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Rwanda, 4th
     

Rwanda, 4th

by Philip Briggs, Janice Booth
 

‘More impressive even than the gorillas’ size and bearing is their unfathomable attitude to their daily human visitors…almost everybody who visits the gorillas experiences an almost mystical sense of recognition,’ writes Philip Briggs in Bradt’s Rwanda of the country’s most popular residents. Fifteen years on from the

Overview

‘More impressive even than the gorillas’ size and bearing is their unfathomable attitude to their daily human visitors…almost everybody who visits the gorillas experiences an almost mystical sense of recognition,’ writes Philip Briggs in Bradt’s Rwanda of the country’s most popular residents. Fifteen years on from the tragic genocide of 1994, Rwanda is rapidly emerging as one of Africa’s most exciting ecotourism destinations, with three diverse national parks. Bradt’s Rwanda is the only English-language guidebook dedicated to the country, and this updated fourth edition lists the newest hotels, tours, activities, operators ­– and, of course, information on how to track its famous mountain gorillas.

Product Details

ISBN-13:
9781841623061
Publisher:
Bradt Publications UK
Publication date:
03/16/2010
Edition description:
Fourth
Pages:
288
Product dimensions:
5.30(w) x 8.40(h) x 0.80(d)

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Read an Excerpt

Tracking mountain gorillas in the Virungas is a peerless wildlife experience, and one of Africa’s indisputable travel highlights. It is difficult to describe the simple exhilaration attached to first setting eyes on a wild mountain gorilla. These are enormous animals: the silverbacks weigh about three times as much as the average man, and their bulk is exaggerated by a shaggily luxuriant coat. And yet despite their fearsome size and appearance, gorillas are remarkably peaceable creatures, certainly by comparison with most primates – gorilla-tracking would be a considerably more dangerous pursuit if these gentle giants had the temperament of vervet monkeys, say, or baboons (or, for that matter, humans).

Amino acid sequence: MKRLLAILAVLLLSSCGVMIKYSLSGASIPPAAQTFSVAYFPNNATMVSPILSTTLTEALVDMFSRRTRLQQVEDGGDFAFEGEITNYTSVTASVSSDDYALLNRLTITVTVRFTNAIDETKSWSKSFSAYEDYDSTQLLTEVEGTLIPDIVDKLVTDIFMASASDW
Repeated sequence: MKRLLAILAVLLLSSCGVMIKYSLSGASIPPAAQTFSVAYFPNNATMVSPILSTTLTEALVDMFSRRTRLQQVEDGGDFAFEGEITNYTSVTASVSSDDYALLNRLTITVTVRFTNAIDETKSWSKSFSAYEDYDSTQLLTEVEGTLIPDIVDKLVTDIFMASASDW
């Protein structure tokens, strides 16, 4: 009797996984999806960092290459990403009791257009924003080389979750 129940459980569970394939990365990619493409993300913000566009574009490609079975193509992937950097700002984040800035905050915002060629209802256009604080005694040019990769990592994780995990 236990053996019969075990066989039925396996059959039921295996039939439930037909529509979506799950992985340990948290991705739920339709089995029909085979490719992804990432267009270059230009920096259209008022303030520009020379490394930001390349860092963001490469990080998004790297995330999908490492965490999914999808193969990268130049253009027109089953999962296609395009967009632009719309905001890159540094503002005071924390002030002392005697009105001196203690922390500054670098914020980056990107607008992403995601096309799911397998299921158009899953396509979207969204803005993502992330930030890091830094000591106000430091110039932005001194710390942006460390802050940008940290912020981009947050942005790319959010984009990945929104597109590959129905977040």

More impressive even than the gorillas’ size and bearing is their unfathomable attitude to their daily human visitors, which differs greatly from that of any other wild animal. Anthropomorphic as it might sound, almost everybody who visits the gorillas experiences an almost mystical sense of recognition: we regularly had one of the gorillas break off from chomping on bamboo to study us, its soft brown eyes staring deeply into ours, as if seeking out some sort of connection.

Equally fascinating is the extent to which the gorillas try to interact with their visitors, often approaching them, and occasionally touching one of the guides in apparent recognition and greeting as they walk past. A photographic tripod raised considerable curiosity in several of the youngsters and a couple of the adults – one large female walked up to the tripod, stared ponderously into the lens, then wandered back off evidently satisfied. It is almost as if the gorillas recognise their daily visitors as a troop of fellow apes, but one too passive to pose any threat – often a youngster will put on a chest-beating display as it walks past tourists, safe in the knowledge that they’ll accept its dominance, something it would never do to an adult gorilla.

Meet the Author

Philip Briggs has written and co-authored ten Bradt African travel guides, and has contributed to numerous other books, travel and wildlife magazines.

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